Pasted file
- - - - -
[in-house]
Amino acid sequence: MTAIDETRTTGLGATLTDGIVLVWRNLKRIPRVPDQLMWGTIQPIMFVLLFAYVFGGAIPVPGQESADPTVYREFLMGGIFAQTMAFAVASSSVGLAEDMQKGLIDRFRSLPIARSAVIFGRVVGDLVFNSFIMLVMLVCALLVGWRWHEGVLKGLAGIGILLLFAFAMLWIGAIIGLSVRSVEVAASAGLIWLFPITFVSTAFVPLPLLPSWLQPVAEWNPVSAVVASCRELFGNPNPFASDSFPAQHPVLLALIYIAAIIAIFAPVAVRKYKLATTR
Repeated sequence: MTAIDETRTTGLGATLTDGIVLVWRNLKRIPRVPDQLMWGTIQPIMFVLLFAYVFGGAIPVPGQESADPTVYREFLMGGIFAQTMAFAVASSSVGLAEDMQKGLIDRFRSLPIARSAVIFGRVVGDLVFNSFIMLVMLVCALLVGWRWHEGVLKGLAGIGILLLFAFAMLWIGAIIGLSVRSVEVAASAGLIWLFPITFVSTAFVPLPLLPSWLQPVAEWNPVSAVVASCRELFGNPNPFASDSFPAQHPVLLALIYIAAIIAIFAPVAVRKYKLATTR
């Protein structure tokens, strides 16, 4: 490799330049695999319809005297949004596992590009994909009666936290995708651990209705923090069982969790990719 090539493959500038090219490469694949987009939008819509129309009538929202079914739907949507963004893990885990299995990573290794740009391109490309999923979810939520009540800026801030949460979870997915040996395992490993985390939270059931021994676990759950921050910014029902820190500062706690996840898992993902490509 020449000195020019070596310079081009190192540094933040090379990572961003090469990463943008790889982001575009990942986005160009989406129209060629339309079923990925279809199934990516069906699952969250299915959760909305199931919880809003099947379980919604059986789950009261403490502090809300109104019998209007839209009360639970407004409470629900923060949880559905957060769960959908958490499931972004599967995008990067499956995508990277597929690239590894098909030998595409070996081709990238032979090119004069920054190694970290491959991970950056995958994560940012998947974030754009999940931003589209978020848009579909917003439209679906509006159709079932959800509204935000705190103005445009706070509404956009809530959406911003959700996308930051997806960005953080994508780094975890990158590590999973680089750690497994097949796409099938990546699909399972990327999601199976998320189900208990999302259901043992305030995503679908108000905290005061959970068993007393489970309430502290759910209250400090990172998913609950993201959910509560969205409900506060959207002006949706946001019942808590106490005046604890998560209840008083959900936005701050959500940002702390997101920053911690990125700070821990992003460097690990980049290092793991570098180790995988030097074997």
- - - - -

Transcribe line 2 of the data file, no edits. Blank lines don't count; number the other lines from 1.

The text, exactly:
Amino acid sequence: MTAIDETRTTGLGATLTDGIVLVWRNLKRIPRVPDQLMWGTIQPIMFVLLFAYVFGGAIPVPGQESADPTVYREFLMGGIFAQTMAFAVASSSVGLAEDMQKGLIDRFRSLPIARSAVIFGRVVGDLVFNSFIMLVMLVCALLVGWRWHEGVLKGLAGIGILLLFAFAMLWIGAIIGLSVRSVEVAASAGLIWLFPITFVSTAFVPLPLLPSWLQPVAEWNPVSAVVASCRELFGNPNPFASDSFPAQHPVLLALIYIAAIIAIFAPVAVRKYKLATTR